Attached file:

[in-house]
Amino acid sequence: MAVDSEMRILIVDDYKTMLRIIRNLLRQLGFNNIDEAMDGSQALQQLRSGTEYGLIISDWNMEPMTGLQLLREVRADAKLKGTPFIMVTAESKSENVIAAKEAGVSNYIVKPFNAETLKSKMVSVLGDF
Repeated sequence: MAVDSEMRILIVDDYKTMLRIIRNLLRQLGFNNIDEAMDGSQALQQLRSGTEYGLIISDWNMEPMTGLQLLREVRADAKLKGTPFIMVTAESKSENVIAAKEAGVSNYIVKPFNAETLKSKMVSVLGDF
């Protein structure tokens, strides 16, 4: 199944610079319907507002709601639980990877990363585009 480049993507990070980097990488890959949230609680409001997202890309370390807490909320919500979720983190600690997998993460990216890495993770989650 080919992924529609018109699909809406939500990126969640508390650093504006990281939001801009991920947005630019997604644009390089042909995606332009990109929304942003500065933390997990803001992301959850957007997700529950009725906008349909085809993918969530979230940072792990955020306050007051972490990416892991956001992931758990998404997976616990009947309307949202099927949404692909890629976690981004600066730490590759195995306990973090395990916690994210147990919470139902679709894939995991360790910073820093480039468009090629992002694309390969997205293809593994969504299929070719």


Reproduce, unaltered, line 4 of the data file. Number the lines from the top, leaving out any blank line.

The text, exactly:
């Protein structure tokens, strides 16, 4: 199944610079319907507002709601639980990877990363585009 480049993507990070980097990488890959949230609680409001997202890309370390807490909320919500979720983190600690997998993460990216890495993770989650 080919992924529609018109699909809406939500990126969640508390650093504006990281939001801009991920947005630019997604644009390089042909995606332009990109929304942003500065933390997990803001992301959850957007997700529950009725906008349909085809993918969530979230940072792990955020306050007051972490990416892991956001992931758990998404997976616990009947309307949202099927949404692909890629976690981004600066730490590759195995306990973090395990916690994210147990919470139902679709894939995991360790910073820093480039468009090629992002694309390969997205293809593994969504299929070719």